A guest post by Roger L. Easton, Jr.
One of the many treasures at the Folger Shakespeare Library is a copy of William Lambarde’s Archaionomia, a book on Anglo-Saxon law published in 1568 and acquired by the Library in 1938. Buried amidst the decorative border of the title page is a faded signature that has been judged by several authorities to be from the Bard himself. (All images in this post are taken by the Lazarus team; a digital reproduction of the entire volume is part of the Folger’s digital image collection.)
The dominant evidence that supported this view for years has been a reversed photograph of the ink that seeped through to the verso side of the page, where the characters were not obstructed by the printed decoration. The visual appearance of the signature on the verso side is shown, here reversed so that it reads in the legible direction:
The value of clarifying the signature on both sides of the page arguably is self-evident. The proposal to image this page was made by Mr. Andrew Henning, a senior in the Sally Barksdale Honors College of the University of Mississippi, as a result of his senior thesis. The trip was organized by Dr. Gregory Heyworth, Associate Professor of English and Head of the Lazarus Project, whose mission is to image culturally important artifacts. Team members included two other students in the Honors College, Kristen Vise and Mitchell Hobbs, Robert Jordan (photographer), Dr. William A. Christens-Barry (Chief Technical Officer of Equipoise Imaging LLC in Ellicott City MD, who designed the spectral illumination panels), and myself.
With the support of Renate Mesmer, the Folger’s Head of Conservation, and the staff of the Library, our team brought a scientific digital camera, spectral illumination panels, and processing computers to the Library on 12-13 March to collect and process images of the front and back of this page. This effort is similar to work previously performed by members of the team on a variety of manuscripts and printed material, including the Archimedes Palimpsest , the 1507 Universalis Cosmographica by Martin Waldseemüller at the Library of Congress, the David Livingstone Nyangwe Diary, and palimpsests at St. Catherine’s Monastery. During our work at the Folger, we hoped at minimum to contribute new evidence that could be assessed by scholars about the authenticity of the signature. If successful, this might also help the Folger assess the value of spectral imaging for use with other books and manuscripts in the collection.
The imaging system illuminated the object with 12 bands of light generated by light-emitting diodes (LEDs) with dominant wavelengths ranging from the near-ultraviolet region (just shorter than the range of visibility of the eye), through the visible spectrum, and into the near-infrared region of the spectrum at wavelengths longer than the eye can see. The digital camera used a 39-megapixel monochrome digital sensor (7216 × 5412 pixels), which has the distinct advantage over a color sensor of utilizing all light reflected from the paper, thus minimizing the exposure of the fragile object.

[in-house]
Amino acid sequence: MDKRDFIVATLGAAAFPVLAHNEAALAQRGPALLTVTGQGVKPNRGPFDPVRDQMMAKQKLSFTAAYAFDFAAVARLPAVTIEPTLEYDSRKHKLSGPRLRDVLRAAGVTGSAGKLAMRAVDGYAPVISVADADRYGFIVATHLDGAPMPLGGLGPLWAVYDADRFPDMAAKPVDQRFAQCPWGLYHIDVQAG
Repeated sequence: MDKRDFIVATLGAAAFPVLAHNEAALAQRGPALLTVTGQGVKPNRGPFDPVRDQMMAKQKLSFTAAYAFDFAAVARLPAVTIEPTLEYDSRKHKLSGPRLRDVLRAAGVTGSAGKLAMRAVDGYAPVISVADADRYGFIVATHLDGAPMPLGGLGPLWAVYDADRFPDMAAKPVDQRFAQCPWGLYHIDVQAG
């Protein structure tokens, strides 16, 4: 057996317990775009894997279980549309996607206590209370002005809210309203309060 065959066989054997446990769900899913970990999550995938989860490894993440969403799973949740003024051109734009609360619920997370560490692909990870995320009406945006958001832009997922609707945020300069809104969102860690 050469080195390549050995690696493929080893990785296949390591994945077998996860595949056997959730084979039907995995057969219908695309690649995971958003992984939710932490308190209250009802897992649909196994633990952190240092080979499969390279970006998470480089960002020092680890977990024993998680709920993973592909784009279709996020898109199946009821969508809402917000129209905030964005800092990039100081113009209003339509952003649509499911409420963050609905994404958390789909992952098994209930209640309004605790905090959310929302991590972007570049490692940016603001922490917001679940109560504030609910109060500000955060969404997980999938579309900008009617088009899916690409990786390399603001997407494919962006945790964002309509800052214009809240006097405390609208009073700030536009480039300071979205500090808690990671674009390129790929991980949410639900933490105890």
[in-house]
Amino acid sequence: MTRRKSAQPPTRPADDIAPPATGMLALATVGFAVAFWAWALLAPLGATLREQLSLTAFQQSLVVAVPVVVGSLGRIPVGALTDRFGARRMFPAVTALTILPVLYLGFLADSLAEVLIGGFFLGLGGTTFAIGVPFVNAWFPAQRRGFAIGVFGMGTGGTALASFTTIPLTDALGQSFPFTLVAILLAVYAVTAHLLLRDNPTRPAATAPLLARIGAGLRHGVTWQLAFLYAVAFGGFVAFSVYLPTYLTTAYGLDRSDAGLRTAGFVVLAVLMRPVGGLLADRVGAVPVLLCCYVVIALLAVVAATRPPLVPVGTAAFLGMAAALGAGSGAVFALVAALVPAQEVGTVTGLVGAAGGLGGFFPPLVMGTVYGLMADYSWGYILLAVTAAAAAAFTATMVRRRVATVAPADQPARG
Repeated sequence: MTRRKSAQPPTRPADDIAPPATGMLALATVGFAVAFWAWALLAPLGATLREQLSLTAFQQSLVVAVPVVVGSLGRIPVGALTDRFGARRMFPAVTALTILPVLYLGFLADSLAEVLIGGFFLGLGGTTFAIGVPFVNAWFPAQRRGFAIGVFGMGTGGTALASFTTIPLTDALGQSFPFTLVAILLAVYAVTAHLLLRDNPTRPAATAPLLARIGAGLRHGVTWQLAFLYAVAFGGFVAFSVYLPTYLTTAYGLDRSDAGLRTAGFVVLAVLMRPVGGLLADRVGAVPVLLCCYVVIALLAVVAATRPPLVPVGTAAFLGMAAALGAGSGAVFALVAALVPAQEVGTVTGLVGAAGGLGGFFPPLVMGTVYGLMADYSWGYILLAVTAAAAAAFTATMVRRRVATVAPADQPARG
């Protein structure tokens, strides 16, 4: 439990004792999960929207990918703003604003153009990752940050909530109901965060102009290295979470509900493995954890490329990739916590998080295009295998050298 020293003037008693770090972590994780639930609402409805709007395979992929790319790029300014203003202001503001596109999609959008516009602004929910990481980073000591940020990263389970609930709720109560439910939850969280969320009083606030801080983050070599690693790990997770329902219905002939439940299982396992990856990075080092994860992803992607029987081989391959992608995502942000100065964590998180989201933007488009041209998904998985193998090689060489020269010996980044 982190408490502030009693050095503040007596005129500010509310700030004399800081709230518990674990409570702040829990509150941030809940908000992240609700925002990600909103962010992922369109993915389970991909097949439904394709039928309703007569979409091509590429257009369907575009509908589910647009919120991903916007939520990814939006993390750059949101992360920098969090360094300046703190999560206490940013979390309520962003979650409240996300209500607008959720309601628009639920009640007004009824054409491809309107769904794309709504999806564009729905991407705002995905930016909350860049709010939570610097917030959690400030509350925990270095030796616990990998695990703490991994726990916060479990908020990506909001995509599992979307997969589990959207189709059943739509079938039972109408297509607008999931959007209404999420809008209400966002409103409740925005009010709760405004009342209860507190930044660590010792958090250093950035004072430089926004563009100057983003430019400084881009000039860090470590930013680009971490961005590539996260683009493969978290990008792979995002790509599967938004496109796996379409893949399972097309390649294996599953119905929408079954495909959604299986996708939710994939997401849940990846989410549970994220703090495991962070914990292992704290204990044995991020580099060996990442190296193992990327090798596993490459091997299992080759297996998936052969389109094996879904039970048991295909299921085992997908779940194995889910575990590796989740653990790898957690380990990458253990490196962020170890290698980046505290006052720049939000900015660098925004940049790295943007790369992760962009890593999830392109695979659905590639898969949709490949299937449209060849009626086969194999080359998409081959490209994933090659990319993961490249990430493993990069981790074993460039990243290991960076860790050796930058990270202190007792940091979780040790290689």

Since the collection of images just finished as I write these words, we have implemented only the most preliminary processing of the data, but the images provide encouraging results. The processing demonstrated here is based upon the statistics of the pixels over all 12 collected bands. These statistics are used to construct an equivalent set of 12 images from weighted sums and differences of the original bands. The first processed monochrome image includes the widest possible range of contrast over the original 12 bands of data and often resembles the black and white version of a color TV image. The second band shows the widest range of image contrast that is independent of the first. The process is repeated until 12 bands are constructed. Since the highest-order bands include the smallest range of contrast, they often include random variations due to noise. After the processing is completed, objects of similar “color” tend to be grouped together in the processed images, which may allow segmentation of overlapping objects whose appearances differ only in subtle ways. The bands produced from this statistical process are the principal components and the algorithm is principal component analysis.
The first seven (of 12) principal component bands of the front side of the page are shown below; note that the faded signature is readily visible, and separated from the printed decoration, in bands 4, 5, and 6. Some details are more obvious in this image than on the image from the verso side, such as the letter “m” following the flourish of the “W” which is not visible in the reversed image from the verso side.
To further assist examination of the text, different image bands may be selected for rendering in “pseudocolor,” which then may be varied dynamically by changing the display parameters. This is most usefully performed by the user in real time, but the animation gives some feeling for how the visibility of the text varies with the rendering. Note that different features of the handwritten signature may be more readily visible at different times in the image sequence.
We will be very interested to hear any reactions from scholars about the value of these images; these comments will help us improve and adapt the processing. We also look forward to future collaborations with the Library.
ROGER EASTON is Professor at the Chester F. Carlson Center for Imaging Science, Rochester Institute of Technology.